Prep for prospect calls.
For each call I have during the week ahead, I do the following:
- Check out the LinkedIn profiles of everyone on the call
- Review notes from previous calls to make sure I remember the details of the deal
- Review our latest email exchange
- Find an update or new piece of information I can share on our call so that I can start with a question that demonstrates interest
Since HubSpot is a software as a service company, we create demonstration portals for each prospect, as well as offer free trials. So I’ll check prospect activity in trials and portals to look for activities that determine whether this buyer is a good or bad fit, as well as spot trigger events that would be a good reason for me to reach out. Determine what similar types of activities are good indicators for your product and review them during this time.
For the rest of the week, five minutes before each call, I review my notes from Sunday again. It’s helpful to do this twice because you always see things differently the second time you look at a document, and it reinforces important points of discussion.
5:00 – 5:30 p.m.: Write customer emails.
Compose nurturing emails.
I write around two to five new emails every Sunday night. These emails should be extensions of a sales process, not prospecting emails. I aim to:
- Reinvigorate old sales opportunities
- Tie down a meeting time
- Resolve any specific issues
I schedule these emails to sent by 7:45 a.m. local time on Monday morning so I’m at the top of my prospects’ email inboxes when they start their weeks.
5:30 – 6:00 p.m.: Work on professional development.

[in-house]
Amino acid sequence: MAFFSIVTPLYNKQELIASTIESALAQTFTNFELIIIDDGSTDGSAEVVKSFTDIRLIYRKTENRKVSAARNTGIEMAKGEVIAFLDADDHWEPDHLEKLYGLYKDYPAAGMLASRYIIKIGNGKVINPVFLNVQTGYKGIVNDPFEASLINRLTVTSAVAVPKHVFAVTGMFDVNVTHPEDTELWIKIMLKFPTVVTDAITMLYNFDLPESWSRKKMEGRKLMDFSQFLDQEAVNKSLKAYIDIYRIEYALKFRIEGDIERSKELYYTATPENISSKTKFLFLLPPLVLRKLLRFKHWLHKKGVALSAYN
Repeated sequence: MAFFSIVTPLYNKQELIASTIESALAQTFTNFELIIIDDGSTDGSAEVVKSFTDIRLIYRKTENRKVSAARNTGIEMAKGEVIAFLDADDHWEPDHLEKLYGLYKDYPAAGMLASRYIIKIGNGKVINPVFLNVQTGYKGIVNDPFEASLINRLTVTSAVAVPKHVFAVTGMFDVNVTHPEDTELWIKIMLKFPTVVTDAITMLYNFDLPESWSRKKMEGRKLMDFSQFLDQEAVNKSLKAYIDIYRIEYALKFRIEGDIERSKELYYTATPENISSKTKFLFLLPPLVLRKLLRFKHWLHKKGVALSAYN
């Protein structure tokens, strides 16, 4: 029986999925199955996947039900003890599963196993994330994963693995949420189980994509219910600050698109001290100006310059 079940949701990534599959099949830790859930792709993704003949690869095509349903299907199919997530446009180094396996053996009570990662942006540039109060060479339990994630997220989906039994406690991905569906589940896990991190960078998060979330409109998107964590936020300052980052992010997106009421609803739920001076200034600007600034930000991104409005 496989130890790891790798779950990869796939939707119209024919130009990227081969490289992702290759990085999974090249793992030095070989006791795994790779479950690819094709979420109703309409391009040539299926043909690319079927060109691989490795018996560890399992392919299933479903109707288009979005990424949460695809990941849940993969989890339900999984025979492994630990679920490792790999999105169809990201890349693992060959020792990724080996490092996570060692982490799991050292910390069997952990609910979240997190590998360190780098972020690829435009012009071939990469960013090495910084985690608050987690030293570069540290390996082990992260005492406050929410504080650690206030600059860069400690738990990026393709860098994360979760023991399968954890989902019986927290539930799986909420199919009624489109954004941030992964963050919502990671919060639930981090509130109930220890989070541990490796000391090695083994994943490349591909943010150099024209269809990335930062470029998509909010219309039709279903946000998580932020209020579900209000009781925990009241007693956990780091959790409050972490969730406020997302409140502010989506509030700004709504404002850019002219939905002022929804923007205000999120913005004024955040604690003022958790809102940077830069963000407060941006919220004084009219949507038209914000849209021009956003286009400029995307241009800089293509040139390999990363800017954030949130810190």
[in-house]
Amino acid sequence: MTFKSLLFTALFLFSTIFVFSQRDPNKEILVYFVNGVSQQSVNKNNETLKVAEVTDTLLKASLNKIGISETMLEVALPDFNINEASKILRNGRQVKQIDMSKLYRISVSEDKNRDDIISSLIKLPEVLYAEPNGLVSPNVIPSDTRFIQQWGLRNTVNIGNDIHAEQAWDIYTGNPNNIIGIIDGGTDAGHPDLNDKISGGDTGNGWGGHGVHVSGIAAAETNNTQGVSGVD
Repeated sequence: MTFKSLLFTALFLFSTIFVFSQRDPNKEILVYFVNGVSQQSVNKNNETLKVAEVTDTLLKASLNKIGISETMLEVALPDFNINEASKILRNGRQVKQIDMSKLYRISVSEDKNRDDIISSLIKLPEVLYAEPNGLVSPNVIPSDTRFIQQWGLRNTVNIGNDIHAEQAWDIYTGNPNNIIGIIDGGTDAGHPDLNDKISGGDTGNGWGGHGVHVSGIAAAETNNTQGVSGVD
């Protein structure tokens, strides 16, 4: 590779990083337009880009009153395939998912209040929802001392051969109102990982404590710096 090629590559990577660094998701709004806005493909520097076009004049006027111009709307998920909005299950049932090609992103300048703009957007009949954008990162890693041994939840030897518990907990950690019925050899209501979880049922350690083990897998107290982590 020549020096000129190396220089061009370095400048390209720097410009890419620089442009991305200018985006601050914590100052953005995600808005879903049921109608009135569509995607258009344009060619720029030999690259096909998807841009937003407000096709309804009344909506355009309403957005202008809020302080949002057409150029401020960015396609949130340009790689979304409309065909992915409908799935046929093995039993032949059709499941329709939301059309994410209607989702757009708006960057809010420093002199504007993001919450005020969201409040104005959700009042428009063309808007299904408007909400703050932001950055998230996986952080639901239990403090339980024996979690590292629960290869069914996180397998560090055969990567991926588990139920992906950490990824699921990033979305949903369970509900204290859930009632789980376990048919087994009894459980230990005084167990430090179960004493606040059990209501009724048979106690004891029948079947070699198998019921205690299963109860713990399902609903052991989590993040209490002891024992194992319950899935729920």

Catch up on industry content.
I work with marketers, so I use the last half hour of my prep to read about what’s new in their world. If there are changes to major social media platforms or Google’s search algorithm, for example, I need to know about it so I can explain to my prospects how the HubSpot platform can help.
You should be keeping up with similar activity in the industries you sell into. Use this time to step into your buyers’ shoes and determine what will be top-of-mind for them in the week ahead.
Review internal updates.
Next, I need to keep up with what’s new in HubSpot’s universe. If there are any internal product updates — a new feature, a new policy, or any other customer-facing development — I need to know about it so I can provide my prospects with the most accurate information possible.
Learn something new.
Whether it’s an email about a competitor’s new product line or general tips for selling, I want to read things that help me become a better salesperson.
The end result of doing these two hours of prep each Sunday is that I’m calm before I walk in on Monday. Sunday evenings are a non-stressful time when you don’t have any deadlines or other obligations looming over your head.
It’s a huge advantage to be in your prospects’ inboxes and colleagues’ schedules before the week even begins, and it means that when you walk into work you’re ready to hit the phones and get a fast start to the work week. By following this checklist, you’ll learn something new every week, get better at your job, and set yourself up for success.